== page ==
Vroom-Yetton-Jago Decision-Making Model
Our world market is a competitive one, and it requires organizations to make constant changes in order to retain their competitiveness in their industry. Technology changes are one example of changes an organization can make to remain competitive. Companies that use outdated software with limited capabilities will quickly be surpassed by companies willing to spend the time and money to update to meet customers’ needs. This issue recently affected my organization, and the decision was made to purchase a new platform from another organization that would meet our needs.
If an organization needs to update its software systems, leaders should complete a risk analysis in order to determine how the options will affect employees and customers. Risk analysis is the process a leader completes to identify the potential threats in making a particular decision and what is the likelihood those threats will materialize if that decision is made (Mindtools 2017). It is impossible to know every possible problem or issue that could arise, but by completing the risk analysis, leaders will have a better understanding of what could happen based on the options available. It is also critical that all stakeholders are involved in this risk analysis. The leader may need to reach out to other departments and people within the organization to fully understand the impact of making a decision for or against a system upgrade.
One set of decision-making models is the Vroom-Yetton-Jago decision-making models. These models theorize that decision-making and implementation falls on a spectrum between the leader fully making a decision on his or her own to the team making a decision as a whole, and the type of decision-making process a leader uses is based on the decision being made and the time and resources available to that leader (Burns, Sorenson, Goethals, & Sage Publications, 2004, p. 322). I believe these models of decision-making work well when thinking about software updates. This type of decision should be made by getting as much information as possible from all stakeholders involved and then the leader making a decision with that information. This would be considered an “AII” or autocratic II type of decision-making based on the Vroom-Yetton-Jago models, and it could be highly effective if done correctly. While the leader does want to include all relevant information from employees and stakeholders throughout the organization, he or she must make the decision in the end. If the leader made the decision to move to a new software system without consulting with other employees and stakeholders, he or she might miss information that is critical to the success or implementation of the decision. However, the leader would want to avoid giving too much power to others in regards to making a decision about software upgrades. If all employees and stakeholders are given an opportunity to vote and decide on the upgrades, it is likely a decision wouldn’t be made because of many differences in opinion about technology and change. A leader’s best option is to ask for information from others to fully understand the scope of the issue, and then make a decision on his or her own.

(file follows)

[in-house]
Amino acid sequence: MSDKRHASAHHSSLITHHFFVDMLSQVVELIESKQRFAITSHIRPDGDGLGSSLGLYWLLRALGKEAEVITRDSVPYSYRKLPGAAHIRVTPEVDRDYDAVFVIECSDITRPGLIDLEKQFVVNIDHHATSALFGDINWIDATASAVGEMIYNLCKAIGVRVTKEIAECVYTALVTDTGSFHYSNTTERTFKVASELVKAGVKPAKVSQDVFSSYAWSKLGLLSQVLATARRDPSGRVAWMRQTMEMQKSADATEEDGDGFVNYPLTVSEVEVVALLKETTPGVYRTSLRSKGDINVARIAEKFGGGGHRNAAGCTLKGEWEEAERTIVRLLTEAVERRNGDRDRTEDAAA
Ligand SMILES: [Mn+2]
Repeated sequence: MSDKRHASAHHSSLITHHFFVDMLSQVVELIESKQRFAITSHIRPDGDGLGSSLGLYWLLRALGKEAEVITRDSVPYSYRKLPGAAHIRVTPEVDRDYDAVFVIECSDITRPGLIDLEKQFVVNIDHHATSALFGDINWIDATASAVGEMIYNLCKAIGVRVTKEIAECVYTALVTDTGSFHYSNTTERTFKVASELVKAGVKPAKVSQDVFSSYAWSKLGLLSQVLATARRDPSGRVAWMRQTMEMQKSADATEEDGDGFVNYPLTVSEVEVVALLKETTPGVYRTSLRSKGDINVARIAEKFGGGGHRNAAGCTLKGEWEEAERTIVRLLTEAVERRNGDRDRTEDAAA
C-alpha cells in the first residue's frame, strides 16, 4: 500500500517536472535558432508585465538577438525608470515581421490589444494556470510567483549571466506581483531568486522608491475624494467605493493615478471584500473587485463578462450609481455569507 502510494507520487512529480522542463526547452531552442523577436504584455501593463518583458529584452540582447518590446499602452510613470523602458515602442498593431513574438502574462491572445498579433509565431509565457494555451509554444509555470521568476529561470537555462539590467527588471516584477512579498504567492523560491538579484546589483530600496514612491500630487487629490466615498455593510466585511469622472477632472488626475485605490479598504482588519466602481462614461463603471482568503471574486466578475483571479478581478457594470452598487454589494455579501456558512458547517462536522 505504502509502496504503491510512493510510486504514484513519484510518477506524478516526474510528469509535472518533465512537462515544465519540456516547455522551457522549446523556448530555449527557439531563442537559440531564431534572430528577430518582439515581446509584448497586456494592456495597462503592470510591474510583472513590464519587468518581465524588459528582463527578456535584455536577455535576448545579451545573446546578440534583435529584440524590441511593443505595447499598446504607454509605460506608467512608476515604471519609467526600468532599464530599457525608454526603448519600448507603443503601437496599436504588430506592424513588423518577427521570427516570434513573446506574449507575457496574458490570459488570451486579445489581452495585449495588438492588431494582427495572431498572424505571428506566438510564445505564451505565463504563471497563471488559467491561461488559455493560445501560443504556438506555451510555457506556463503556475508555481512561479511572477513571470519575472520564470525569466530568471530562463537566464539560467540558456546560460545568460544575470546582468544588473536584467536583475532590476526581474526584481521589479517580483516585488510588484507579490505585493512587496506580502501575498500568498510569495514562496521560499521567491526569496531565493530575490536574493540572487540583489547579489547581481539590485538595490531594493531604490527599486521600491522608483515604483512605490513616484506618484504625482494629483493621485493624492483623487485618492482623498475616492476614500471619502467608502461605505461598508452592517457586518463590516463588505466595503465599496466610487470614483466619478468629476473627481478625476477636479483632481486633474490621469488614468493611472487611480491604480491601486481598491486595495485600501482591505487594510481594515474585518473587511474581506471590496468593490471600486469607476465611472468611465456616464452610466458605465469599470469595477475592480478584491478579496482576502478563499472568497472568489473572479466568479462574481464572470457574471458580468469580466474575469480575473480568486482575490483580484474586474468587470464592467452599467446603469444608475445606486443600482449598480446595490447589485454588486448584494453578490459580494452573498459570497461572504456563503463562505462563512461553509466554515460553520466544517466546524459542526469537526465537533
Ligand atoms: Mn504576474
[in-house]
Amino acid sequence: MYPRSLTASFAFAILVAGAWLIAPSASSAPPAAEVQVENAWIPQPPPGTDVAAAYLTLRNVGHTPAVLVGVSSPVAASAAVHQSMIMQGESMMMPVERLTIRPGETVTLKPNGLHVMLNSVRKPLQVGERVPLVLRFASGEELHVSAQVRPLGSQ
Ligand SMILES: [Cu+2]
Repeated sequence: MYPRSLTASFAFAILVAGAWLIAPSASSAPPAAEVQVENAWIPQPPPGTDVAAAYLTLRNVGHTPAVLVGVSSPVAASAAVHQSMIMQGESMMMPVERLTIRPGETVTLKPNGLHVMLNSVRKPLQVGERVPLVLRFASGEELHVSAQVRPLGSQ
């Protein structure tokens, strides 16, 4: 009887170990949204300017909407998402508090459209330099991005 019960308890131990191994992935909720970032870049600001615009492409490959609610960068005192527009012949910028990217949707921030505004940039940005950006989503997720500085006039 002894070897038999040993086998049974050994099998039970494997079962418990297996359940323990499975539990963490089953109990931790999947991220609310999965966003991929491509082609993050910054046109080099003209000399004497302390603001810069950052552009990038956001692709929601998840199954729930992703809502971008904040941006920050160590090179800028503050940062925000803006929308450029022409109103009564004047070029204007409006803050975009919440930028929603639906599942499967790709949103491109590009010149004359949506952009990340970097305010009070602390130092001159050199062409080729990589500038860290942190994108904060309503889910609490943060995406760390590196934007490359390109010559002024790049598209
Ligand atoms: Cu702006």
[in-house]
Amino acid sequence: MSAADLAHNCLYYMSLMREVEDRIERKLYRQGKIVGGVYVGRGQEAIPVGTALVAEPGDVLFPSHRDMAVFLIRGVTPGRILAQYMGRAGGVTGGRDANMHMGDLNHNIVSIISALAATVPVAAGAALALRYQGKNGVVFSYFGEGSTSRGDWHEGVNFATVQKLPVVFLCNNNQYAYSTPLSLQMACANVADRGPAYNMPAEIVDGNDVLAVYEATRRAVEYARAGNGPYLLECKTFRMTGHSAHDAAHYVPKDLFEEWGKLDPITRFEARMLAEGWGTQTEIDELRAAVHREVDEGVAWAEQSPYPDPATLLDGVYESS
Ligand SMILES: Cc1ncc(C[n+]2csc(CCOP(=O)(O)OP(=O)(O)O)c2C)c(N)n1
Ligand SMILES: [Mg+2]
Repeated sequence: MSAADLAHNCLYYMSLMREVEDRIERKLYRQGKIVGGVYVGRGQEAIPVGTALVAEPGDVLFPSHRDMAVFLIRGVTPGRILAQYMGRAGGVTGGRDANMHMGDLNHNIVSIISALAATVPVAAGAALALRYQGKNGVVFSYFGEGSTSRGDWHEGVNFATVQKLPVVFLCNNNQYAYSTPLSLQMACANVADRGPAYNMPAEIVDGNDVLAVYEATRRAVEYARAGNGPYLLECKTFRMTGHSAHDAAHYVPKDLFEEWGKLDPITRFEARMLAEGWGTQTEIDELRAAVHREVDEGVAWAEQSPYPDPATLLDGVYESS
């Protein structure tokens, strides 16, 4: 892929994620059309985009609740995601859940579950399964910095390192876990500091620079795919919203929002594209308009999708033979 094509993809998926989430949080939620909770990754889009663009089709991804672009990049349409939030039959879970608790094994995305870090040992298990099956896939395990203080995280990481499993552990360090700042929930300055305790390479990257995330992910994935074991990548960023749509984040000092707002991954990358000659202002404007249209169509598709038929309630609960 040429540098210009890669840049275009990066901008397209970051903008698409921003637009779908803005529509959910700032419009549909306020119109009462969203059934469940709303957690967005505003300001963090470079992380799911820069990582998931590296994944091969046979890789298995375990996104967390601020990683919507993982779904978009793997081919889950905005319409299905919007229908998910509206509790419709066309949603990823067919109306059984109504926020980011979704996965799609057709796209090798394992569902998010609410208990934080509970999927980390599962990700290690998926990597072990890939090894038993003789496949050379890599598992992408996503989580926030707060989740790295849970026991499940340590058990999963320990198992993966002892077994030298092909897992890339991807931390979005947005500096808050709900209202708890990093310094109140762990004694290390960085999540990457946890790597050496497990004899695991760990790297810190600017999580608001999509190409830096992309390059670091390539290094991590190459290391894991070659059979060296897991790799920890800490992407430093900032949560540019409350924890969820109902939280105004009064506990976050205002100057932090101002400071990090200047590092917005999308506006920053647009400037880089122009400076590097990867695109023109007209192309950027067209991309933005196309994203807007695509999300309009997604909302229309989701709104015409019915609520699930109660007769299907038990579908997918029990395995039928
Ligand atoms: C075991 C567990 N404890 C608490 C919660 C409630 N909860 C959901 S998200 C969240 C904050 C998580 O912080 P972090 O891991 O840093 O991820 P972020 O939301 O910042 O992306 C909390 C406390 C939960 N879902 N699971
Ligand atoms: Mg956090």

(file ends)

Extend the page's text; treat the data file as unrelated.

Burns, J. M., Sorenson, G. J., Goethals, G. R., & Sage Publications, i. (2004). Encyclopedia of Leadership. Thousand Oaks, Calif: SAGE Publications, Inc.
Mindtools, Ltd. (2017). Risk Analysis and Risk Management. Retrieved from: https://www.mindtools.com/pages/article/newTMC_07.htm